Should federal agents be hacking into iPhones? The issue came up before in a mass shooting case, and now, with the Pensacola shooting under investigation, it's back in the headlines. Attorney General William Barr asked Apple to help unlock two iPhones used by terrorist suspect Mohammed Saeed Alshamrani—who killed three service members and injured several others in December—but Apple declined, CNBC reports. "We reject the characterization that Apple has not provided substantive assistance in the Pensacola investigation," Apple said Monday. In short, Apple said it has provided gigabytes of data from "iCloud backups, account information and transactional data for multiple accounts" on the phones.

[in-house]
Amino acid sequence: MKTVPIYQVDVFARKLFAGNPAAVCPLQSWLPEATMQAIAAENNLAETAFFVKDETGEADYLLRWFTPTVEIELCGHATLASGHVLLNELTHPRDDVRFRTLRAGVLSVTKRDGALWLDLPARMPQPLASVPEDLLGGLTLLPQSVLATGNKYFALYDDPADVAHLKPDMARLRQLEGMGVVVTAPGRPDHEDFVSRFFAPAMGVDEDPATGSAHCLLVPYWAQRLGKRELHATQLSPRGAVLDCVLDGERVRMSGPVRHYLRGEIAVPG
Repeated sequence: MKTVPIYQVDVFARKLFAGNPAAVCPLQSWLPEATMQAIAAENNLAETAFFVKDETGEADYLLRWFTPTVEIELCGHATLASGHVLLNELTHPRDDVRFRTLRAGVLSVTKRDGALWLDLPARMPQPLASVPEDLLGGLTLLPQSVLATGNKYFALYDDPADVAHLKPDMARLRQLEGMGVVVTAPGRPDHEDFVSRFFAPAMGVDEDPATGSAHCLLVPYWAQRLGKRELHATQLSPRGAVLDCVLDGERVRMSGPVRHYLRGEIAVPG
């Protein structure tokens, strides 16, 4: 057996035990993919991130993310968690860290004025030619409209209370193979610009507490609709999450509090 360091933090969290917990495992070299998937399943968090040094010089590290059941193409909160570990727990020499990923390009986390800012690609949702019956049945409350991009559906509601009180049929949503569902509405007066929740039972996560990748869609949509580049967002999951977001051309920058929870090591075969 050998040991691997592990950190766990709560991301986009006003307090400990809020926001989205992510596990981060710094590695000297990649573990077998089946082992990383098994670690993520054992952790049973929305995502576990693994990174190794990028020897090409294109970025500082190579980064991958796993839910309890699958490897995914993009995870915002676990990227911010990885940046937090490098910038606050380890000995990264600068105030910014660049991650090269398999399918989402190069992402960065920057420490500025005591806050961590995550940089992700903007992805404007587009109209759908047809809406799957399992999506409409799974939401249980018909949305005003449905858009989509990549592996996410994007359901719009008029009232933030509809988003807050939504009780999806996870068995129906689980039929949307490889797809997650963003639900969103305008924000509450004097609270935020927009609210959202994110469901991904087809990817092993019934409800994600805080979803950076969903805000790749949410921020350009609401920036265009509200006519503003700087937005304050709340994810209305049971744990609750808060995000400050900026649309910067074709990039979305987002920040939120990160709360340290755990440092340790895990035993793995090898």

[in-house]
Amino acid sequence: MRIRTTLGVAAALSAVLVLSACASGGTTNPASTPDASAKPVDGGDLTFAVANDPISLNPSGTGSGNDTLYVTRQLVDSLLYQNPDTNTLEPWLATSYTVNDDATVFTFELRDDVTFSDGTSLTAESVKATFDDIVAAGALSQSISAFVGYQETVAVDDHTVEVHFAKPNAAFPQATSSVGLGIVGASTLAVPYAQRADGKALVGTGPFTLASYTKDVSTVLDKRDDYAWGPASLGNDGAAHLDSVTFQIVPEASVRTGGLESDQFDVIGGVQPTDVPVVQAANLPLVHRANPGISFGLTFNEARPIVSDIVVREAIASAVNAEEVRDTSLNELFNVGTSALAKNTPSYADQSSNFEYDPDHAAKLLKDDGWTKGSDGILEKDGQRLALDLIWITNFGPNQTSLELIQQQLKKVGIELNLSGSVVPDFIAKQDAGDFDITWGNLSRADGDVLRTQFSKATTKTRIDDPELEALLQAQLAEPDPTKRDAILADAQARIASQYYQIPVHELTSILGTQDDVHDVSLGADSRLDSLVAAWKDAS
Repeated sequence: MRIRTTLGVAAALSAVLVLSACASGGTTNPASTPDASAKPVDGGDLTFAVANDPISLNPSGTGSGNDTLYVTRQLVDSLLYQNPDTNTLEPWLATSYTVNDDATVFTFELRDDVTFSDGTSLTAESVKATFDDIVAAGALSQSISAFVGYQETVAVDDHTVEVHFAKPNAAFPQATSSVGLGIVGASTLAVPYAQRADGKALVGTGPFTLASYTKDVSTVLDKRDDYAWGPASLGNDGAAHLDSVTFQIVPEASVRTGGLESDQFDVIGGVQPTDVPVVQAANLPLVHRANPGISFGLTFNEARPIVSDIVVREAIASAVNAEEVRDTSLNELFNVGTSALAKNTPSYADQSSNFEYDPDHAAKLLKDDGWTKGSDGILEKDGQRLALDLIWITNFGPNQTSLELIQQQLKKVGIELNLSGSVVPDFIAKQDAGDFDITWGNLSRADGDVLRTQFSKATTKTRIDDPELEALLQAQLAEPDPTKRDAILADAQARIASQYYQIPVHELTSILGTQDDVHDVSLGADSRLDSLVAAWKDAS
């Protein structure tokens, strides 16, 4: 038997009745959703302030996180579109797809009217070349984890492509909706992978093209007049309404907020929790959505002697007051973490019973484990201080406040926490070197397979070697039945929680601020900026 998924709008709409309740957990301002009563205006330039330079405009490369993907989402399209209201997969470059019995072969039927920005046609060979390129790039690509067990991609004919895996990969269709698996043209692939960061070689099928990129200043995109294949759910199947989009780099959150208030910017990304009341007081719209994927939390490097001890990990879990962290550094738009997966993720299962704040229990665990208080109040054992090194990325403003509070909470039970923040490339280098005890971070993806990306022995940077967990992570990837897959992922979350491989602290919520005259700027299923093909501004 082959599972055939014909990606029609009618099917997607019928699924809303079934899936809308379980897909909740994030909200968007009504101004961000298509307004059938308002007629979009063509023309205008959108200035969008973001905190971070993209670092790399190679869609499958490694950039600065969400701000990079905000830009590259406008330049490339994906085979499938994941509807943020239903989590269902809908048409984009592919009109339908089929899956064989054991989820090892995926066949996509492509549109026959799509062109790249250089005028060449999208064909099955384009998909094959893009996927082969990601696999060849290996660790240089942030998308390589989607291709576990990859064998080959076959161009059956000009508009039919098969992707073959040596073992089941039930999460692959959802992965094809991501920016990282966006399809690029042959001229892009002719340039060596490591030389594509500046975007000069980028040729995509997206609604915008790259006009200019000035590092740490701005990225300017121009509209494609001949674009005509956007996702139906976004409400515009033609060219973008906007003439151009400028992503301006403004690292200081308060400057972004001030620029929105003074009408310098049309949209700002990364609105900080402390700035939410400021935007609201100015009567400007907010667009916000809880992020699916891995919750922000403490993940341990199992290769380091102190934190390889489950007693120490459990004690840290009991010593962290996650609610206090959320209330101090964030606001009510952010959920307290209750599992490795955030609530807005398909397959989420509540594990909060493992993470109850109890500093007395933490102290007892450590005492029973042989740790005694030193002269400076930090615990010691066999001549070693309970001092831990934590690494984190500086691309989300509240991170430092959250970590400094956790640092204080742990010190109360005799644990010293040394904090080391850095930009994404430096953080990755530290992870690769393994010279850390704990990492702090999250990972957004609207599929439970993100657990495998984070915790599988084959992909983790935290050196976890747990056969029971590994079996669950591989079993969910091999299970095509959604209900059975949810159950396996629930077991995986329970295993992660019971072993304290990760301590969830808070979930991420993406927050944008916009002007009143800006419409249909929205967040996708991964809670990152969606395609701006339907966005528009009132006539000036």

But Justice Dept. officials want access to other data and encrypted messages from apps like WhatsApp and Signal to see if Alshamrani was plotting with others at the Navy base in Florida, the New York Times reports. Apple's argument: If it gives Justice the keys to iPhones, those keys will leak out and be used by bad actors. But Barr argues that law enforcement trumps personal-data security: "We don't want to get into a world where we have to spend months and even years exhausting efforts when lives are in the balance," he says. Officials say the FBI initially asked private companies, government agencies, and foreign governments to hack the Pensacola iPhones, but none could do it. (Back in 2016, a third party was able to hack the iPhone of a mass shooter.)